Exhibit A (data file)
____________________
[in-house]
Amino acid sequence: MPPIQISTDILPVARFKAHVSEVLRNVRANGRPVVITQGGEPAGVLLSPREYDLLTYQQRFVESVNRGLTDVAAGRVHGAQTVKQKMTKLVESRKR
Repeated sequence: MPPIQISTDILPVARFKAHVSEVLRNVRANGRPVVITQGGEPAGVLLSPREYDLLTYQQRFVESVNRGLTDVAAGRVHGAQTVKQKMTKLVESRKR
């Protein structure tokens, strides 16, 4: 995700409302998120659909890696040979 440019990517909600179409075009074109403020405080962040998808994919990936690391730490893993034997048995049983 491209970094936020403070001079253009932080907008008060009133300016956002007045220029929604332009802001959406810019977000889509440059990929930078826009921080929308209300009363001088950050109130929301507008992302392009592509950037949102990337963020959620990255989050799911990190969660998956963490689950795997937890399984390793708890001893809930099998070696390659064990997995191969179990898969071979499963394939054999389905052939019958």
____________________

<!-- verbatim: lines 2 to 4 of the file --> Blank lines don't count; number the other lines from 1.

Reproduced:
Amino acid sequence: MPPIQISTDILPVARFKAHVSEVLRNVRANGRPVVITQGGEPAGVLLSPREYDLLTYQQRFVESVNRGLTDVAAGRVHGAQTVKQKMTKLVESRKR
Repeated sequence: MPPIQISTDILPVARFKAHVSEVLRNVRANGRPVVITQGGEPAGVLLSPREYDLLTYQQRFVESVNRGLTDVAAGRVHGAQTVKQKMTKLVESRKR
């Protein structure tokens, strides 16, 4: 995700409302998120659909890696040979 440019990517909600179409075009074109403020405080962040998808994919990936690391730490893993034997048995049983 491209970094936020403070001079253009932080907008008060009133300016956002007045220029929604332009802001959406810019977000889509440059990929930078826009921080929308209300009363001088950050109130929301507008992302392009592509950037949102990337963020959620990255989050799911990190969660998956963490689950795997937890399984390793708890001893809930099998070696390659064990997995191969179990898969071979499963394939054999389905052939019958």